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Wednesday, May 3, 2017

Portable Audio Review!
Shure SHA900 DAC/HP Amp:
"Sonic Finesse From New Handheld"

©Everything Audio Network

Brevis
Price: $999
Likes: audio quality, battery
Dislikes: 96 kHz native limit
Wow Factor: HQ-audio delivered
More Info: Shure SHA900

by John Gatski
  In my nearly 30 years of reviewing audio products, Shure Inc. has never made a product that was not high quality. Microphones, of course, wireless systems, headphones and now a series of portable D/A converter/headphone amplifiers.
  Such is the case of the compact, battery powered SHA900 headphone amplifier/DAC. This well made, great sounding unit sports a 24-bit D/A converter-to-HP amp circuit that is quite detailed sounding and as accurate as more expensive portable DAC/HP units.
  Although the SHA900 comes to us via a company known for its professional audio products, the SHA900 (and its big brother, the KSE1500 with electrostatic ear buds), can be used with smart phones, tablets, computers, etc. via USB digital input, or simply take the smart device’s onboard source analog output and go analog in.
  A pro recording, or a golden eared musician who likes to record and edit could use it for editing and recording tasks via a music production laptop. A hi-fi buff can mate the SHA900 with the analog or digital outputs (via Micro USB to USB or Micro USB to Apple Lightning connector) to smart phones, tablets, computer, etc. However you plug into it, the SHA900 is guaranteed to make the music sound good.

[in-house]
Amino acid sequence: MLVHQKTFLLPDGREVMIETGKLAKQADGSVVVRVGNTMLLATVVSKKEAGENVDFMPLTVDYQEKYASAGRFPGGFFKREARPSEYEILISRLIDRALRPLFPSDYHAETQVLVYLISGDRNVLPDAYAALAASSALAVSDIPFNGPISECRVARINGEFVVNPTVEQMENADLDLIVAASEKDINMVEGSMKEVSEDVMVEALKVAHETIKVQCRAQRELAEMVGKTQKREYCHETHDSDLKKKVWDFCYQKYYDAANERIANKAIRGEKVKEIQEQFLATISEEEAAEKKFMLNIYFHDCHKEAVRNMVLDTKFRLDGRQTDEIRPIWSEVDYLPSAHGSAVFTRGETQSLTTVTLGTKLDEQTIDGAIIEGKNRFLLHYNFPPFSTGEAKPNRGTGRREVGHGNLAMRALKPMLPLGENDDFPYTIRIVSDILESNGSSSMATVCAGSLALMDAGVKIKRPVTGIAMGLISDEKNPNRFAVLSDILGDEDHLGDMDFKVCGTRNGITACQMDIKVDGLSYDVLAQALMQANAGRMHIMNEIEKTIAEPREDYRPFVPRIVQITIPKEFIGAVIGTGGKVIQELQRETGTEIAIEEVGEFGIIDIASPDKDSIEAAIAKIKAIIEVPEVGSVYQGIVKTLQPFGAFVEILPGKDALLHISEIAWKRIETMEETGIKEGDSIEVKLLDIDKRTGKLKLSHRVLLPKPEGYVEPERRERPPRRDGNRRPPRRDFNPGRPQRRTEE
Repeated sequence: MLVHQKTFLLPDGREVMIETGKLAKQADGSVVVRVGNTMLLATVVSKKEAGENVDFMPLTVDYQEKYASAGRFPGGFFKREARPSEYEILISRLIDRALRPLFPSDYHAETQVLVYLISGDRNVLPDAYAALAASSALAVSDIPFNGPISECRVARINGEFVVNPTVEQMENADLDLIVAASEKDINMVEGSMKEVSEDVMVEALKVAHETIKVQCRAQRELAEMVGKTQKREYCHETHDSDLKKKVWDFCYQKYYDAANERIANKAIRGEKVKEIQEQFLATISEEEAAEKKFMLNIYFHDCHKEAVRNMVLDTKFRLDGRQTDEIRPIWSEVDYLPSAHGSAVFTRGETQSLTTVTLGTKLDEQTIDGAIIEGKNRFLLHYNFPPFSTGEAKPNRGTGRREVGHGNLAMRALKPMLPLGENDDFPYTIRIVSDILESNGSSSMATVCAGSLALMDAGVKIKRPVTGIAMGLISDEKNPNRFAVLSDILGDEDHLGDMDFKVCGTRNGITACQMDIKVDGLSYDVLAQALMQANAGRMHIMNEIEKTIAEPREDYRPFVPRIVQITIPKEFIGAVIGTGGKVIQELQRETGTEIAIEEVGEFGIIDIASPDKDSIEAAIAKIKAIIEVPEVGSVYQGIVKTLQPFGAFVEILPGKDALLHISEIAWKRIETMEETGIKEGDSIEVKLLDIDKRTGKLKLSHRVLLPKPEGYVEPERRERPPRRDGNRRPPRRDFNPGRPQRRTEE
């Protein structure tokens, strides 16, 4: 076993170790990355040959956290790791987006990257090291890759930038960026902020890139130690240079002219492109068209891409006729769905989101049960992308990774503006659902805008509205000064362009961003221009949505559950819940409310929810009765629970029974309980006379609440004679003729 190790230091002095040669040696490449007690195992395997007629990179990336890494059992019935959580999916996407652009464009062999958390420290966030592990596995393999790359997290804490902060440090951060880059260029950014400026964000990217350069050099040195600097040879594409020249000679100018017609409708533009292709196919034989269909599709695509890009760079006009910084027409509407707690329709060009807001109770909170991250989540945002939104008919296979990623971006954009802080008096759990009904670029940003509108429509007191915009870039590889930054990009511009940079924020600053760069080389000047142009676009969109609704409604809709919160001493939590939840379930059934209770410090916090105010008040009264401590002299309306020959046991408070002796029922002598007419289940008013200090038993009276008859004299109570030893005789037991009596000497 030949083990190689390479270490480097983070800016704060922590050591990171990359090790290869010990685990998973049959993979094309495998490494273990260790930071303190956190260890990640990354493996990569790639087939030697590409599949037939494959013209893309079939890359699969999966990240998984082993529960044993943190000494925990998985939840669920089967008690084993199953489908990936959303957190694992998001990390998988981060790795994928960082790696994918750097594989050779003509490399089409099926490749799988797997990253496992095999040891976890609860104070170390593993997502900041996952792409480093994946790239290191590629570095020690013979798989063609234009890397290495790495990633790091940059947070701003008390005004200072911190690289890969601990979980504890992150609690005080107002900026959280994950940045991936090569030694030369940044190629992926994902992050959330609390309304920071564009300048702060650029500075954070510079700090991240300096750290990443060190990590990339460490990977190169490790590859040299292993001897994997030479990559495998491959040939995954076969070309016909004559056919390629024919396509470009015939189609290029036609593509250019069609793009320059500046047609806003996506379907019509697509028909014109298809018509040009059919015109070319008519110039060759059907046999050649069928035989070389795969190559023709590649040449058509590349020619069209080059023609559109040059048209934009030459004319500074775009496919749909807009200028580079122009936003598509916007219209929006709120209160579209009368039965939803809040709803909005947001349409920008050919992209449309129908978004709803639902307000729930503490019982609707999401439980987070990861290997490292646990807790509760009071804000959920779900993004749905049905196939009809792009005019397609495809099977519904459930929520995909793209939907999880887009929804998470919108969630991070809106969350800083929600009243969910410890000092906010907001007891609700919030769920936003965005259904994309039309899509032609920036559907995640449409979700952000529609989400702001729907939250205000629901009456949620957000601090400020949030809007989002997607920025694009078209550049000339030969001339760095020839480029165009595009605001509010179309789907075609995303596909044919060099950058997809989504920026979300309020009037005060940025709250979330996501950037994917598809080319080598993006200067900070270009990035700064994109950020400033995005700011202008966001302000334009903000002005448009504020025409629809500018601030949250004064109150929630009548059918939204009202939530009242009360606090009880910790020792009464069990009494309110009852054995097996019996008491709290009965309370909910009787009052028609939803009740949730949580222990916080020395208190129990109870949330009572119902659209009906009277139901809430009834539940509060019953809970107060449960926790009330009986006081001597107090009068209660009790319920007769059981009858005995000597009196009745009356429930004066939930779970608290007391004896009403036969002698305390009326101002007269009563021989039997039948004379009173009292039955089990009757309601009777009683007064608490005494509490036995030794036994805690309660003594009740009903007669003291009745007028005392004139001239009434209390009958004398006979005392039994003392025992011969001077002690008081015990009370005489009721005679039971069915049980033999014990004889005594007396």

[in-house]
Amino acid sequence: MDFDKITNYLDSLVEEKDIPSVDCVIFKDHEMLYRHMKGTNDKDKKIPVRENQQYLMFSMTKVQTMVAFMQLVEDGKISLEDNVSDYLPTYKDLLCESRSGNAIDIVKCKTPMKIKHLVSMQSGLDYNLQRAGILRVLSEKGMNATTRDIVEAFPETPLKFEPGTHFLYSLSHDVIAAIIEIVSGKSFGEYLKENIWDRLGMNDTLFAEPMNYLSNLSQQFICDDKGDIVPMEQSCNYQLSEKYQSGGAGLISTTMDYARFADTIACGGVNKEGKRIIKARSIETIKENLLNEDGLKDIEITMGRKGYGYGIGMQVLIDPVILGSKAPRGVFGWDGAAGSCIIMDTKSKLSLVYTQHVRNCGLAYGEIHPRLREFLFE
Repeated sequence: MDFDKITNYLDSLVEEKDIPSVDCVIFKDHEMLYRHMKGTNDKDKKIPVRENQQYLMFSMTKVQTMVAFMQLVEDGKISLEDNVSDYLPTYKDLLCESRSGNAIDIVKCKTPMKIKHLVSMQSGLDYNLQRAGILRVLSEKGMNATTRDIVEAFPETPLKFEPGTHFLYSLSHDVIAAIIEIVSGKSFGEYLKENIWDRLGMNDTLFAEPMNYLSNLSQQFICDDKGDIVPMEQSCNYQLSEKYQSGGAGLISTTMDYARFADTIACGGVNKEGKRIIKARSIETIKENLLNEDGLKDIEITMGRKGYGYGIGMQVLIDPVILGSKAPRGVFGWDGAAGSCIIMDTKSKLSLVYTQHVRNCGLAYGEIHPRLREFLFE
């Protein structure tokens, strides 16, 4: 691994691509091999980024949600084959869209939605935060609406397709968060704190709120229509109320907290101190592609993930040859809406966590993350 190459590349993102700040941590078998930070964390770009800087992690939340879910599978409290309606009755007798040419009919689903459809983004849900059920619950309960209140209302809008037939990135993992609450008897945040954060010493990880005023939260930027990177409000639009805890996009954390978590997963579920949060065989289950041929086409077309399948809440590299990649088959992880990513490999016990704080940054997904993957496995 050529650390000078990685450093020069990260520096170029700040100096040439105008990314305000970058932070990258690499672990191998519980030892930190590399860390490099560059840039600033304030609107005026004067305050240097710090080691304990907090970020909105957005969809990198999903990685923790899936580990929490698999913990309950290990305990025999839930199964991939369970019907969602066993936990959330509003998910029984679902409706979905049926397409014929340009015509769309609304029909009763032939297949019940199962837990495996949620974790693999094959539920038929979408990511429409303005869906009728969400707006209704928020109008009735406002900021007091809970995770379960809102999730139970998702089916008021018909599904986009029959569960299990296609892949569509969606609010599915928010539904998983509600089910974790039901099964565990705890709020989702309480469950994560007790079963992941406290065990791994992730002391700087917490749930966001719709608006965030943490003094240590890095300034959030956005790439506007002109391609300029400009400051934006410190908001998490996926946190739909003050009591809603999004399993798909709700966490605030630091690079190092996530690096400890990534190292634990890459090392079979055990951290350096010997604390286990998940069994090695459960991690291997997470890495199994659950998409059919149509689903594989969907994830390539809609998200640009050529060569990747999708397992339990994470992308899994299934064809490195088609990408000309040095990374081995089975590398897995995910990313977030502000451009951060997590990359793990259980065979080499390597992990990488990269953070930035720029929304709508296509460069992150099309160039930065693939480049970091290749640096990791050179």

Features
  The $999 SHA900 features a Cirrus Logic D/A chip/headphone amplifier and a Cirrus Logic A/D to convert analog input signals to digital (for reconversion to analog). The unit is quite simple with a small LED display, top-mounted rotary control which doubles as a menu navigator/selector control. On the left side is a power button and a hold button. The bottom houses a selector switch for USB or analog input. The line IN and HP outputs are on the top panel.
  The unit is powered by a lithium battery, which can go as long as nine 10 hours for a signal using the DSP and up to 20 hours if using a purely analog signal chain hours depending on how much gain you use and the sample rate of the music.

  The SHA900 offers pro-caliber, hi-res sonic quality with excellent stereo width and depth. It is a revealing HP monitoring set up for headphone hi-fi buffs,  seasoned audio pros and talented musicians who like to do their own music production.

  Speaking of sample rates, the Shure can output 24-bit audio, up to 96 kHz sample rate. I thought the SHA900‘s 96 kHz limit was puzzling — since high-res music played from smart devices, computers, etc. is played up to 192 kHz sample rate or higher. As of early 2017, nearly all high-quality DACs, consumer or pro, can natively decode at least 192 kHz and even higher sample rates.
 After my inquiry about the reason for the SHA900‘s limited sample rate ceiling, a Shure product specialist told me that the period from design to finished product was a lengthy process (several years) and that the 96 kHz was the norm when the design started. By the time the SHA900 hit the market, he said, the 192 kHz sample rate had become the norm.
  According to a Shure, “we were aiming to make a portable product, and many of the portable sources out there have a limited sample rate. Apple's iOS is limited to 96k, and iTunes 48k. Many of the higher end DAPs don't require an external DAC, but can definitely still benefit from the functionality of the amplification via the analog input.”

  I am happy to report that the SHA900 is up there with the best of the $1,500 and lower-priced portables — in terms of resolution and space. With the EQ bass setting, in the flat position, the SHA900 is very accurate.